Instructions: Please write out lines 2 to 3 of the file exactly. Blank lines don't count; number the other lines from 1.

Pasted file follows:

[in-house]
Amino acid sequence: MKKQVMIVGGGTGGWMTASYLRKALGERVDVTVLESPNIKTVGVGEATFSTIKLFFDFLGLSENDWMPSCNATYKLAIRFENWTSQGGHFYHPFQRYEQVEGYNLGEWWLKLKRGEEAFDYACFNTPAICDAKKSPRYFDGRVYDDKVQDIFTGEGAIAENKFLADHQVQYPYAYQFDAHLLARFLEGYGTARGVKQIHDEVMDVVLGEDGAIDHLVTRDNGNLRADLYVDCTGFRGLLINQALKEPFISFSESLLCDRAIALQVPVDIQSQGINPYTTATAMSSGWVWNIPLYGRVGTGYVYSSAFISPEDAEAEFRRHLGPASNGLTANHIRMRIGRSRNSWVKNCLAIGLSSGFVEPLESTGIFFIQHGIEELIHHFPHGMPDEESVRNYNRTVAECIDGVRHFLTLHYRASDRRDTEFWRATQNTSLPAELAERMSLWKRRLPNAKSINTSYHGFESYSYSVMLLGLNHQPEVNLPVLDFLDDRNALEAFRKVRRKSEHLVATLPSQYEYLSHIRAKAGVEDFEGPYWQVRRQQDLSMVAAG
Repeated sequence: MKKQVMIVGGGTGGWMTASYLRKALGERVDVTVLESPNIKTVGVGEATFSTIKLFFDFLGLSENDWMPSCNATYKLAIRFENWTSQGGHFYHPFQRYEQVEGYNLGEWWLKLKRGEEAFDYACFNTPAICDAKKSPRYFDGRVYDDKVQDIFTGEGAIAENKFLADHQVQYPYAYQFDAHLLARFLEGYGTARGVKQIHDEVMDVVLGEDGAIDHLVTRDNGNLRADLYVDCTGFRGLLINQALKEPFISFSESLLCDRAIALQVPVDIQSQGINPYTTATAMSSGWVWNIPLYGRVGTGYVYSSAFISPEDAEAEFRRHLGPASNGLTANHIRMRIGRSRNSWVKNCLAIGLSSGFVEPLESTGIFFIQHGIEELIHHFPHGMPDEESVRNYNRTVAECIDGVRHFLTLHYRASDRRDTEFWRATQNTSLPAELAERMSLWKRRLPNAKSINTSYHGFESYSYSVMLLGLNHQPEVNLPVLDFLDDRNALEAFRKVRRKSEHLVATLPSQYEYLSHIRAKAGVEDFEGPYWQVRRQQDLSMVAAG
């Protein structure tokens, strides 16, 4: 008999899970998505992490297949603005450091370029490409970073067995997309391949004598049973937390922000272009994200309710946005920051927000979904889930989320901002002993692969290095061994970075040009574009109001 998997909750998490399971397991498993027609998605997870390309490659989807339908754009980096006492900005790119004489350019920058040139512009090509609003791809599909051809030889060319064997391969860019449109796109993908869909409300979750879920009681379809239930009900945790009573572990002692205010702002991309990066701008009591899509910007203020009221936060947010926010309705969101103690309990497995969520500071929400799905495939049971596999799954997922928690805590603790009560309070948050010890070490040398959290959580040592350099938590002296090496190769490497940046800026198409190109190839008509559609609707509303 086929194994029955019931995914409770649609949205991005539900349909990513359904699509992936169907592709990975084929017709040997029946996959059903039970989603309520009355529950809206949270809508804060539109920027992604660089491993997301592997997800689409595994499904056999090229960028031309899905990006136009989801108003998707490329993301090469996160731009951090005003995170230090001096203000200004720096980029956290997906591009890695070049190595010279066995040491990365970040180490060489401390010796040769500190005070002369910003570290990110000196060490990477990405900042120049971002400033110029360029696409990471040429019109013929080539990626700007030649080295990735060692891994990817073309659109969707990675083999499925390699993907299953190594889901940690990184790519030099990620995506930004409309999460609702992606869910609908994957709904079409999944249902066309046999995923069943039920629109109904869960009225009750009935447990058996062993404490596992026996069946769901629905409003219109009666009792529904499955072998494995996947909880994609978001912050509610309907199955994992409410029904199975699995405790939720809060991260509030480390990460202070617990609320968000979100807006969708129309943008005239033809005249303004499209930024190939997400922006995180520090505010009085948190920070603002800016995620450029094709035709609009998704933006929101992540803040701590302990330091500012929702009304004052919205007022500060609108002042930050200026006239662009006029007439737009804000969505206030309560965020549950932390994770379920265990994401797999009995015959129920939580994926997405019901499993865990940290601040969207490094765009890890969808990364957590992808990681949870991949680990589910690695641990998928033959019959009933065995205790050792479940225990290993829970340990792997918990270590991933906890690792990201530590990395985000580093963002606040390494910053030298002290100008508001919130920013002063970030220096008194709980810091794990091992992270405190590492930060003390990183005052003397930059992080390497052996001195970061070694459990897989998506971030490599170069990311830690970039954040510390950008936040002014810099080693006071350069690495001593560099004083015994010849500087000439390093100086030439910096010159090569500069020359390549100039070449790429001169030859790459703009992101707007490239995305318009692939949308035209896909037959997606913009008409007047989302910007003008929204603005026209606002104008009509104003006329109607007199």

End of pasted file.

Amino acid sequence: MKKQVMIVGGGTGGWMTASYLRKALGERVDVTVLESPNIKTVGVGEATFSTIKLFFDFLGLSENDWMPSCNATYKLAIRFENWTSQGGHFYHPFQRYEQVEGYNLGEWWLKLKRGEEAFDYACFNTPAICDAKKSPRYFDGRVYDDKVQDIFTGEGAIAENKFLADHQVQYPYAYQFDAHLLARFLEGYGTARGVKQIHDEVMDVVLGEDGAIDHLVTRDNGNLRADLYVDCTGFRGLLINQALKEPFISFSESLLCDRAIALQVPVDIQSQGINPYTTATAMSSGWVWNIPLYGRVGTGYVYSSAFISPEDAEAEFRRHLGPASNGLTANHIRMRIGRSRNSWVKNCLAIGLSSGFVEPLESTGIFFIQHGIEELIHHFPHGMPDEESVRNYNRTVAECIDGVRHFLTLHYRASDRRDTEFWRATQNTSLPAELAERMSLWKRRLPNAKSINTSYHGFESYSYSVMLLGLNHQPEVNLPVLDFLDDRNALEAFRKVRRKSEHLVATLPSQYEYLSHIRAKAGVEDFEGPYWQVRRQQDLSMVAAG
Repeated sequence: MKKQVMIVGGGTGGWMTASYLRKALGERVDVTVLESPNIKTVGVGEATFSTIKLFFDFLGLSENDWMPSCNATYKLAIRFENWTSQGGHFYHPFQRYEQVEGYNLGEWWLKLKRGEEAFDYACFNTPAICDAKKSPRYFDGRVYDDKVQDIFTGEGAIAENKFLADHQVQYPYAYQFDAHLLARFLEGYGTARGVKQIHDEVMDVVLGEDGAIDHLVTRDNGNLRADLYVDCTGFRGLLINQALKEPFISFSESLLCDRAIALQVPVDIQSQGINPYTTATAMSSGWVWNIPLYGRVGTGYVYSSAFISPEDAEAEFRRHLGPASNGLTANHIRMRIGRSRNSWVKNCLAIGLSSGFVEPLESTGIFFIQHGIEELIHHFPHGMPDEESVRNYNRTVAECIDGVRHFLTLHYRASDRRDTEFWRATQNTSLPAELAERMSLWKRRLPNAKSINTSYHGFESYSYSVMLLGLNHQPEVNLPVLDFLDDRNALEAFRKVRRKSEHLVATLPSQYEYLSHIRAKAGVEDFEGPYWQVRRQQDLSMVAAG